Revamped farm labor bill is no improvement, says Farm Bureau president
A so-called compromise bill on changes to farm labor laws would cost New York farmers more than $200 million in added expense, according to New York Farm Bureau President Dean Norton.
In a press release from the bureau, Norton says the proposed changes to labor laws are more onerous than any other state, except California, which has an agriculture industry three times larger than New York's.
Ironically, Norton noted, that primary backers of the bill -- legislative staff and nonprofits -- are exempt from the same kind of labor laws they now advocate for family farms.
"Food is a basic human need, and this legislation seeks to ensure that local farms won't be around to produce local food for local people. This bill would force us to turn our farms into factories, to meet these onerous labor mandates that virtually no other state in the union has. It's yet another example of Albany seeking to drive businesses -- and farmers -- out of New York," Norton said.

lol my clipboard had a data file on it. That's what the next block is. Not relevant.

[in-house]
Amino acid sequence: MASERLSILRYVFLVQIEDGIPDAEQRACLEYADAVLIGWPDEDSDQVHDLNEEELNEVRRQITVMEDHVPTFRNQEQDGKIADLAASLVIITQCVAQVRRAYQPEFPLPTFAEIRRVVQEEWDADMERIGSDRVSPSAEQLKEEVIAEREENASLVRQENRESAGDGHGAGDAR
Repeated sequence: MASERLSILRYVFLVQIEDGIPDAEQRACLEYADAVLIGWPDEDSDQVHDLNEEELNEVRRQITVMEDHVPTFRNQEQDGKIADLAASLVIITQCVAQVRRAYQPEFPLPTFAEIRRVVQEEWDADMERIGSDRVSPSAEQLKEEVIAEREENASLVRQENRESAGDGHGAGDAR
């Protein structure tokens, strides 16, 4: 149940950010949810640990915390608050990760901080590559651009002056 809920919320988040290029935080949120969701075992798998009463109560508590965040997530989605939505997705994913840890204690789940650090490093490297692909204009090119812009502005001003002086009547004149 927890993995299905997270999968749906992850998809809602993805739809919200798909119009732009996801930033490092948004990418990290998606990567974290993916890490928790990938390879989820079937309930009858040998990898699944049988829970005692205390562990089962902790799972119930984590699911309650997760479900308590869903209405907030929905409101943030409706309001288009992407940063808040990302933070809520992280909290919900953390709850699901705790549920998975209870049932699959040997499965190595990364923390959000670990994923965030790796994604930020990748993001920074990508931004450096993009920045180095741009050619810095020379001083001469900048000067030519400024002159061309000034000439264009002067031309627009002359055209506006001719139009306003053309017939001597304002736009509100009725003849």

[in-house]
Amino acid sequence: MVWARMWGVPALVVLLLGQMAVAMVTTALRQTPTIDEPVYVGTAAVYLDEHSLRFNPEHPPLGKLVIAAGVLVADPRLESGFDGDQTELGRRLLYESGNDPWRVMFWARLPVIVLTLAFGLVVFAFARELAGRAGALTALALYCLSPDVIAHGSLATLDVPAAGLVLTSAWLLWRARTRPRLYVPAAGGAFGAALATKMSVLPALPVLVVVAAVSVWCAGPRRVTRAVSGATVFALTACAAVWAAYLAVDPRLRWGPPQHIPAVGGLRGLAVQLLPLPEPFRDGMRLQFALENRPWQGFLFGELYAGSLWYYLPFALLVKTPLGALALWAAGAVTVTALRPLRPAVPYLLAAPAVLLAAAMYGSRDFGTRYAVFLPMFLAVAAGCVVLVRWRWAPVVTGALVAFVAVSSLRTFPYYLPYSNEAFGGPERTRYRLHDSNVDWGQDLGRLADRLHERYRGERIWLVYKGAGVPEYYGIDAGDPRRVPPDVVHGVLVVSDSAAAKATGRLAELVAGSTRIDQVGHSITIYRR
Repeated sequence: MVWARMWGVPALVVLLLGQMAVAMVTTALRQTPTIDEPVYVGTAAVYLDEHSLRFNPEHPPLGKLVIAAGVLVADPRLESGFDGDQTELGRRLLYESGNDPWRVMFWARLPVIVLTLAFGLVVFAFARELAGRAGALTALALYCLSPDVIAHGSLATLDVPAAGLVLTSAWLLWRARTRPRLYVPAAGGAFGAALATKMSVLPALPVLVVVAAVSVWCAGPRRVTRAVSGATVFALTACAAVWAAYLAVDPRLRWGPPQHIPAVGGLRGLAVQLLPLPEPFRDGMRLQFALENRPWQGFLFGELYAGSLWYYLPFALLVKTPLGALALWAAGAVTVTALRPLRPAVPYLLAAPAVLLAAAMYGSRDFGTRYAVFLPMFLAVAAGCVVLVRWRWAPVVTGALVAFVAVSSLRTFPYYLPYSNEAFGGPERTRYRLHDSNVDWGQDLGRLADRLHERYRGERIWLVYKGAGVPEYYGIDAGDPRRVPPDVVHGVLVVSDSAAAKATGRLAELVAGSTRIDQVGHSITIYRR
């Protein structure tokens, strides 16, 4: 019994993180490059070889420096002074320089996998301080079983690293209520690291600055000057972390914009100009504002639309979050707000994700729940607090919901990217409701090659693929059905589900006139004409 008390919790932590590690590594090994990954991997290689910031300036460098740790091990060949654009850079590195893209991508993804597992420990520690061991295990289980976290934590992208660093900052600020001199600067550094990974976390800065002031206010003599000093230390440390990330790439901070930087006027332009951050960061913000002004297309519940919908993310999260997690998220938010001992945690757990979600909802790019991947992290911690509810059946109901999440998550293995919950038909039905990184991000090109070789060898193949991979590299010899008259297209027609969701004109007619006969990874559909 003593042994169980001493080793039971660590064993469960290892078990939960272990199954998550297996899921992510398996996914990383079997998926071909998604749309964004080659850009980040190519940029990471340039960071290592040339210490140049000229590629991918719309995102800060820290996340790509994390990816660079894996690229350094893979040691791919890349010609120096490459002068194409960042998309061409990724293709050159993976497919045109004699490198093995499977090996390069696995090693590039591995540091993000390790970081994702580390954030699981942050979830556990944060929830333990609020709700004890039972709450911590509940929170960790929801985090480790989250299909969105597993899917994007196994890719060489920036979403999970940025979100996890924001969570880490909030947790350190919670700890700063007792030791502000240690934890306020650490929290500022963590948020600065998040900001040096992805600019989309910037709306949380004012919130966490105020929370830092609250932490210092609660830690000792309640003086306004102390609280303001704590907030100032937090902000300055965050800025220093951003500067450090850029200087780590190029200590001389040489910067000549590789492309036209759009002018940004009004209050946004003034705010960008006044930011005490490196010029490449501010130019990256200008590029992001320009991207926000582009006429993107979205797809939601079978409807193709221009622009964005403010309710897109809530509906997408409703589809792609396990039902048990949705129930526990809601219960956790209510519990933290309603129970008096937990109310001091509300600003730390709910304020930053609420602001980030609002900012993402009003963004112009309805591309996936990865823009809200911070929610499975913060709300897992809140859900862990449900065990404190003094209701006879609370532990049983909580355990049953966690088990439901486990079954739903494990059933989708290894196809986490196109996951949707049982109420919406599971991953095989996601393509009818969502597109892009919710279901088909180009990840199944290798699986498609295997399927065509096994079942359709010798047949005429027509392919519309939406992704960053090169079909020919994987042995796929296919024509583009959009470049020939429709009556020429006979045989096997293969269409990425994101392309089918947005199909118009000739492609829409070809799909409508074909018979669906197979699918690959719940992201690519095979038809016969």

The bill, S.2247b, was introduced by Sen. Pedro Espada Thursday night and it opens the door to collective bargaining on family farms and forces small, seasonal operations to pay unemployment benefits for temporary workers.
"This proposal forces mandates on our family farms that will put New York at an extreme competitive disadvantage," Norton said. "Sen. Espada and the legislature need to consider the long-term viability of the Upstate and Long Island economy before passing legislation that wrecks it."